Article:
Later, Carl and I met up with Lexy and Emil for a drink at a cool bar/restaurant on the canal in Kreuzberg called Freischimmer. Definitely a place to visit again as the weather continues to get warmer! As I passed through Kotbusser Tor on my way back to Wilmersdorf, I could tell that the scene was getting a bit tenser, but there had not yet been any violence from what I could see. Heavily armored police vans had moved closer to the crowd though, and police dressed in full riot gear stood watch. Interestingly enough, it looked like the local VW dealership allowed the police to use the sales office as a command center. Create goodwill with the police and keep your cars safe… wise cookies, those VW folks!

So that was May Day in Berlin as I saw it. The news reported that there was some violence and arrests later in the evening, but less than in years past. Another friend who lives in Friedrichshein, Kelly, said that there was also some craziness the night before near her place. The day got me thinking a lot about immigration and Germany, but that is a topic for another posting.

P.S. I think this is the bird that ate the babies! Ugly-ass German bird!!!

Sunday, April 30, 2006

Uncle Lynn and WWII

Germany, especially this time of year, just oozes history. While visiting the memorial to the Soviet soldiers who fought in the Battle of Berlin on Friday, I was surprised to find a number of flower arrangements in part of the park as well as 3 or 4 dozen single red roses laying on top of the bushes. The memorial will be a blog posting for another day because it is both amazing and creepy. My point, however, is that the Battle of Berlin took place between April 16 and May 8, 1945. The flowers were obviously there to commemorate the 61st anniversary of the battle. It is astonishing to think about the ease with which I visited the memorial, compared with what navigation around the city must have been like 61 years ago today.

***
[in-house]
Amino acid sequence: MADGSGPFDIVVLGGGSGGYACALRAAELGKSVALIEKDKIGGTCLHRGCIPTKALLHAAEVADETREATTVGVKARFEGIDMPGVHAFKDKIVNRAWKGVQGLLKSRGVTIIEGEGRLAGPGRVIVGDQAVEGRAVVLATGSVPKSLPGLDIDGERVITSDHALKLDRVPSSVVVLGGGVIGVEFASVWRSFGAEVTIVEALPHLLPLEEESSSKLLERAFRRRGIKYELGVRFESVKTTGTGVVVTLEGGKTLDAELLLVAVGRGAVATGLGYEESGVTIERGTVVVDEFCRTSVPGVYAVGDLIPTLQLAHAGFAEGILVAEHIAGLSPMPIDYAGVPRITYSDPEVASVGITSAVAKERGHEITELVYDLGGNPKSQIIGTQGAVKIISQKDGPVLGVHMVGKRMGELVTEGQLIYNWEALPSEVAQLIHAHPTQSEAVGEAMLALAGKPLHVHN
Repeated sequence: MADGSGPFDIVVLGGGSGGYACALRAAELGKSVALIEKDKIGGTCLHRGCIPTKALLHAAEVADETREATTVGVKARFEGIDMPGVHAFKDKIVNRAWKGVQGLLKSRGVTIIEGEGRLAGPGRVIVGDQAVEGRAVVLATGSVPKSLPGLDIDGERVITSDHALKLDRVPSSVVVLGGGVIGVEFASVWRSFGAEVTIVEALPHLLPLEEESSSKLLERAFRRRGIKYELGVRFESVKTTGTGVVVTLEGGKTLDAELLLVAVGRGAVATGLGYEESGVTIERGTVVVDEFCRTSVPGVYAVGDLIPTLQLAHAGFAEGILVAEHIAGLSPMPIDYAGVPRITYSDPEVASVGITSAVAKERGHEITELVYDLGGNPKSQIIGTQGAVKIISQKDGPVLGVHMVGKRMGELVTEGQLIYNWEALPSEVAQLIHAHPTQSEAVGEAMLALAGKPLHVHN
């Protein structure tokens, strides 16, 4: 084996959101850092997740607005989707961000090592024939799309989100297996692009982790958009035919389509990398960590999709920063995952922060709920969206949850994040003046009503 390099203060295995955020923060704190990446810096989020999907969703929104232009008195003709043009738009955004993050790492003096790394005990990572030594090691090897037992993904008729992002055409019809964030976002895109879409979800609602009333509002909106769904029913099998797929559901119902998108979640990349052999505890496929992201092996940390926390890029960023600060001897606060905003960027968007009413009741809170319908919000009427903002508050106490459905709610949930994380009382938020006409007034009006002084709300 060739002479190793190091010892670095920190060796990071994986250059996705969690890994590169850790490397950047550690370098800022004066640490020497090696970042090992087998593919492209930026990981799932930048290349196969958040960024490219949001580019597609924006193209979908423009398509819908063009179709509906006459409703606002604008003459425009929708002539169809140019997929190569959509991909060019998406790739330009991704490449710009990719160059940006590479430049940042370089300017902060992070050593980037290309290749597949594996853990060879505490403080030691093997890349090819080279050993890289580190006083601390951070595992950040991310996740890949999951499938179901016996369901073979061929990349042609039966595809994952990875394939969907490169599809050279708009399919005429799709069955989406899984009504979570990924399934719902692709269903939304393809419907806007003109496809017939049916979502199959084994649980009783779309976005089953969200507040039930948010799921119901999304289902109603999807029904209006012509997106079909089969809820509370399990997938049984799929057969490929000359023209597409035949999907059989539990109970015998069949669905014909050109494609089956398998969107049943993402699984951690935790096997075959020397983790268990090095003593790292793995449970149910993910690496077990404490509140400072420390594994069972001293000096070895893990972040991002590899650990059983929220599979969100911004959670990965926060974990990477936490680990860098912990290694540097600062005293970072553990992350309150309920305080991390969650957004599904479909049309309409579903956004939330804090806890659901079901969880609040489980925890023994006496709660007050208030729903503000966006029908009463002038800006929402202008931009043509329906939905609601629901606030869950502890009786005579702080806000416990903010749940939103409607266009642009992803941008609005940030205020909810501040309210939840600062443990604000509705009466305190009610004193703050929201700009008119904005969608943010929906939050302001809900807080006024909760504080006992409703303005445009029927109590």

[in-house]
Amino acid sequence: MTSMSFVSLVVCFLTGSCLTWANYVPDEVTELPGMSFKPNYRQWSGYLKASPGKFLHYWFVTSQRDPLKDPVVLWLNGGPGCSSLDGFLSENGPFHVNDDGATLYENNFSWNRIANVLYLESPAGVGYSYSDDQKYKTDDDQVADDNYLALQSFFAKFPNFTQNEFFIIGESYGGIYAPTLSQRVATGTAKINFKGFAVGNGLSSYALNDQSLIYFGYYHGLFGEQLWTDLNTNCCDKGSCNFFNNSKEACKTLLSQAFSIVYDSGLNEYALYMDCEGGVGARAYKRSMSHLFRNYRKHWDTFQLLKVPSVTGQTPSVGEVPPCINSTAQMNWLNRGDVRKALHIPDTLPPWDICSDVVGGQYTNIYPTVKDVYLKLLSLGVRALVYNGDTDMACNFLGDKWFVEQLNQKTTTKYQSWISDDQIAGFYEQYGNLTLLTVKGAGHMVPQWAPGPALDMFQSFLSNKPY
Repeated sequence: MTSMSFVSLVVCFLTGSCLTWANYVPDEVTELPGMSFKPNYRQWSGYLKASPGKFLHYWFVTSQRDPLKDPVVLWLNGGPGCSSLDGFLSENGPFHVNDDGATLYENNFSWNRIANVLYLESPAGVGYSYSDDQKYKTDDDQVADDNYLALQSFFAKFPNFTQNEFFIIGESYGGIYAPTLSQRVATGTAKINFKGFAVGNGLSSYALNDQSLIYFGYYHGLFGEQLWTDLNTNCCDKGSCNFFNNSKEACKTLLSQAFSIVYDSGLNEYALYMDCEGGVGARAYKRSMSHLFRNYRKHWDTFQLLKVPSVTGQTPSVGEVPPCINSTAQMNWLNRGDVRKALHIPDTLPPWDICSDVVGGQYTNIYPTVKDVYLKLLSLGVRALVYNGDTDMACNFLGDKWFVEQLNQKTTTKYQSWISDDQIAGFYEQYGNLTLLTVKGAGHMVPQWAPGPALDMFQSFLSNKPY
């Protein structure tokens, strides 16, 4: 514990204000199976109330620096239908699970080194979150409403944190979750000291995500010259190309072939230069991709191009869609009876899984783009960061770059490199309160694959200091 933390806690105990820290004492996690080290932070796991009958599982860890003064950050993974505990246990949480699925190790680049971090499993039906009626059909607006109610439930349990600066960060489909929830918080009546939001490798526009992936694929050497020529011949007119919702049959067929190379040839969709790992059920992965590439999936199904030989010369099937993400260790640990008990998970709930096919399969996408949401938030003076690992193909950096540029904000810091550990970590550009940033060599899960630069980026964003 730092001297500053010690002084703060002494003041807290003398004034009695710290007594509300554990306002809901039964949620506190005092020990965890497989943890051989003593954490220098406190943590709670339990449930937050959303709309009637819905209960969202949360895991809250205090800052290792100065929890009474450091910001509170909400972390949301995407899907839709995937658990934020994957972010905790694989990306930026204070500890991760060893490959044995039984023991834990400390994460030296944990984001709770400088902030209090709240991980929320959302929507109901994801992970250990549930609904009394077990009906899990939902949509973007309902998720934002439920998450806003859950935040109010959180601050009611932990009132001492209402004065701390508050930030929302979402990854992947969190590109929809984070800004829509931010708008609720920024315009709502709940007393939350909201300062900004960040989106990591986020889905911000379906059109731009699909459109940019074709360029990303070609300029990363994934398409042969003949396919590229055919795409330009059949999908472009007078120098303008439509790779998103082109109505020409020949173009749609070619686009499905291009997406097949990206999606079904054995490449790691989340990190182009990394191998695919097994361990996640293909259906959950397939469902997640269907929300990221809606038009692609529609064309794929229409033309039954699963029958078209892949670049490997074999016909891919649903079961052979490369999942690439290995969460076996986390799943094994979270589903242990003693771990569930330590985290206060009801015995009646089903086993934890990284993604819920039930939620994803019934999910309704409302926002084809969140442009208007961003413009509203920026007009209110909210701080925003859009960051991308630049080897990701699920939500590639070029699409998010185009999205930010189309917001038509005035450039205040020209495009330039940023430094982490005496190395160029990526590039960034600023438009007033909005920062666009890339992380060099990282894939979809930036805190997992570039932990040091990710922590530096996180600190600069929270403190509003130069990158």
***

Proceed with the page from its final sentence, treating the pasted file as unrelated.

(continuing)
While reading some old letters tonight, I was even more surprised to discover that in terms of WWII history, yesterday and today have significance for my family. Yesterday was the 61st anniversary of the liberation of the last POW camp that my Great Uncle Lynn was taken to after being shot down in France in 1944. The camp was in Moosburg, a small town northeast of Munich and was liberated by General Patton’s army on April 29th and 30th, 1945. Not much is left of the camp today, though the town has built a small memorial fountain in the center of the downtown area. Technically every day I have been in Germany represents the 61st anniversary of my great uncle being a POW, but somehow sitting in Germany on the anniversary of his liberation is different. To know that I can live in Germany today because of my uncle's sacrifices is very moving to me and means a great deal. Sadly, he passed away last year so I cannot thank him for his efforts. But as I enjoy my freedom in the coming days and weeks, I will remember my Uncle Lynn and wonder how he must have felt after being freed 61 years ago.